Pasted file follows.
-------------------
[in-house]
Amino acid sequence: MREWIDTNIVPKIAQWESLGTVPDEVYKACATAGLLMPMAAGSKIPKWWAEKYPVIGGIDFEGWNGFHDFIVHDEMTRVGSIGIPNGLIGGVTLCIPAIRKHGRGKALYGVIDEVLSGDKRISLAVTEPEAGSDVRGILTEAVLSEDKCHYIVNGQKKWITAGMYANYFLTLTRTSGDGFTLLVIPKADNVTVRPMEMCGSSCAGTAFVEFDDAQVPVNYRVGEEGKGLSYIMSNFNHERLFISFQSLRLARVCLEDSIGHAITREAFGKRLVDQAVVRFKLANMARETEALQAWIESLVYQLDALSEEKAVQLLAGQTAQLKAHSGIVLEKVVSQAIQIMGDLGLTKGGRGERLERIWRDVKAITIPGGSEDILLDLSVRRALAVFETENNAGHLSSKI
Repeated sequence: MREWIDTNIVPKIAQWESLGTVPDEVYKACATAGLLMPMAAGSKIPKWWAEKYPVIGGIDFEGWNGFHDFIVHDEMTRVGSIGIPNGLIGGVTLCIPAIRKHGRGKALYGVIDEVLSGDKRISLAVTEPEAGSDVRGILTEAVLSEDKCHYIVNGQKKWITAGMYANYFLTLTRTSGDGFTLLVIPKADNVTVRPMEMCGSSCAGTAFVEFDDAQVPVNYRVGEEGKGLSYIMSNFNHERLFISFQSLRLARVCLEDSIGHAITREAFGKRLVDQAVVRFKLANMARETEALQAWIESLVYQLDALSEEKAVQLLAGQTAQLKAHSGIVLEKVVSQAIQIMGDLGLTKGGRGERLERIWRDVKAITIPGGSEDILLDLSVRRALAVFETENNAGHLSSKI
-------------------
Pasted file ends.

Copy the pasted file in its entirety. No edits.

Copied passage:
[in-house]
Amino acid sequence: MREWIDTNIVPKIAQWESLGTVPDEVYKACATAGLLMPMAAGSKIPKWWAEKYPVIGGIDFEGWNGFHDFIVHDEMTRVGSIGIPNGLIGGVTLCIPAIRKHGRGKALYGVIDEVLSGDKRISLAVTEPEAGSDVRGILTEAVLSEDKCHYIVNGQKKWITAGMYANYFLTLTRTSGDGFTLLVIPKADNVTVRPMEMCGSSCAGTAFVEFDDAQVPVNYRVGEEGKGLSYIMSNFNHERLFISFQSLRLARVCLEDSIGHAITREAFGKRLVDQAVVRFKLANMARETEALQAWIESLVYQLDALSEEKAVQLLAGQTAQLKAHSGIVLEKVVSQAIQIMGDLGLTKGGRGERLERIWRDVKAITIPGGSEDILLDLSVRRALAVFETENNAGHLSSKI
Repeated sequence: MREWIDTNIVPKIAQWESLGTVPDEVYKACATAGLLMPMAAGSKIPKWWAEKYPVIGGIDFEGWNGFHDFIVHDEMTRVGSIGIPNGLIGGVTLCIPAIRKHGRGKALYGVIDEVLSGDKRISLAVTEPEAGSDVRGILTEAVLSEDKCHYIVNGQKKWITAGMYANYFLTLTRTSGDGFTLLVIPKADNVTVRPMEMCGSSCAGTAFVEFDDAQVPVNYRVGEEGKGLSYIMSNFNHERLFISFQSLRLARVCLEDSIGHAITREAFGKRLVDQAVVRFKLANMARETEALQAWIESLVYQLDALSEEKAVQLLAGQTAQLKAHSGIVLEKVVSQAIQIMGDLGLTKGGRGERLERIWRDVKAITIPGGSEDILLDLSVRRALAVFETENNAGHLSSKI